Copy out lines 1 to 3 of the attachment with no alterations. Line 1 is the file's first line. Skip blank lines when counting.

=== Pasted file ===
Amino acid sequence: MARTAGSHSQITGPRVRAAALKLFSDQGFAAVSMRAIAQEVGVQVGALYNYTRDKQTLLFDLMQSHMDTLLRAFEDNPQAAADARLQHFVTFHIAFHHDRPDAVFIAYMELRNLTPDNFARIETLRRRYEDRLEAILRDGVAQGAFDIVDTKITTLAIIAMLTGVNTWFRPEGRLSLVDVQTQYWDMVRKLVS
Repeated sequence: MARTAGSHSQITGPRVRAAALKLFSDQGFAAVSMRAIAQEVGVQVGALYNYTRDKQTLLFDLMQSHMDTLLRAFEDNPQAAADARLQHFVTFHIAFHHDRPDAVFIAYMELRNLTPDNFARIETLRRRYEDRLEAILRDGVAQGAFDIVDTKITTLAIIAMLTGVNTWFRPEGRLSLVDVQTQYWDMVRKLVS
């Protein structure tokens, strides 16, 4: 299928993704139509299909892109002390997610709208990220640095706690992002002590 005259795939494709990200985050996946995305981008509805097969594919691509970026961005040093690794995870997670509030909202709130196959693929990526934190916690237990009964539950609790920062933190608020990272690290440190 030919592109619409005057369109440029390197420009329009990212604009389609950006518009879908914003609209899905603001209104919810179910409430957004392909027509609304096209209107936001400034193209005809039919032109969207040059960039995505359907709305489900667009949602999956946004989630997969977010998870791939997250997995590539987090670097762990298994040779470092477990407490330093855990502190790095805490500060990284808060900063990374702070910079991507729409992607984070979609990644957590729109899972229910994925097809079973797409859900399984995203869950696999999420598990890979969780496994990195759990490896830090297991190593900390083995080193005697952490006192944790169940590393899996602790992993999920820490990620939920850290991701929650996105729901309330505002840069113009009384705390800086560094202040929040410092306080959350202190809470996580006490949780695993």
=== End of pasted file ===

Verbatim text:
Amino acid sequence: MARTAGSHSQITGPRVRAAALKLFSDQGFAAVSMRAIAQEVGVQVGALYNYTRDKQTLLFDLMQSHMDTLLRAFEDNPQAAADARLQHFVTFHIAFHHDRPDAVFIAYMELRNLTPDNFARIETLRRRYEDRLEAILRDGVAQGAFDIVDTKITTLAIIAMLTGVNTWFRPEGRLSLVDVQTQYWDMVRKLVS
Repeated sequence: MARTAGSHSQITGPRVRAAALKLFSDQGFAAVSMRAIAQEVGVQVGALYNYTRDKQTLLFDLMQSHMDTLLRAFEDNPQAAADARLQHFVTFHIAFHHDRPDAVFIAYMELRNLTPDNFARIETLRRRYEDRLEAILRDGVAQGAFDIVDTKITTLAIIAMLTGVNTWFRPEGRLSLVDVQTQYWDMVRKLVS
């Protein structure tokens, strides 16, 4: 299928993704139509299909892109002390997610709208990220640095706690992002002590 005259795939494709990200985050996946995305981008509805097969594919691509970026961005040093690794995870997670509030909202709130196959693929990526934190916690237990009964539950609790920062933190608020990272690290440190 030919592109619409005057369109440029390197420009329009990212604009389609950006518009879908914003609209899905603001209104919810179910409430957004392909027509609304096209209107936001400034193209005809039919032109969207040059960039995505359907709305489900667009949602999956946004989630997969977010998870791939997250997995590539987090670097762990298994040779470092477990407490330093855990502190790095805490500060990284808060900063990374702070910079991507729409992607984070979609990644957590729109899972229910994925097809079973797409859900399984995203869950696999999420598990890979969780496994990195759990490896830090297991190593900390083995080193005697952490006192944790169940590393899996602790992993999920820490990620939920850290991701929650996105729901309330505002840069113009009384705390800086560094202040929040410092306080959350202190809470996580006490949780695993």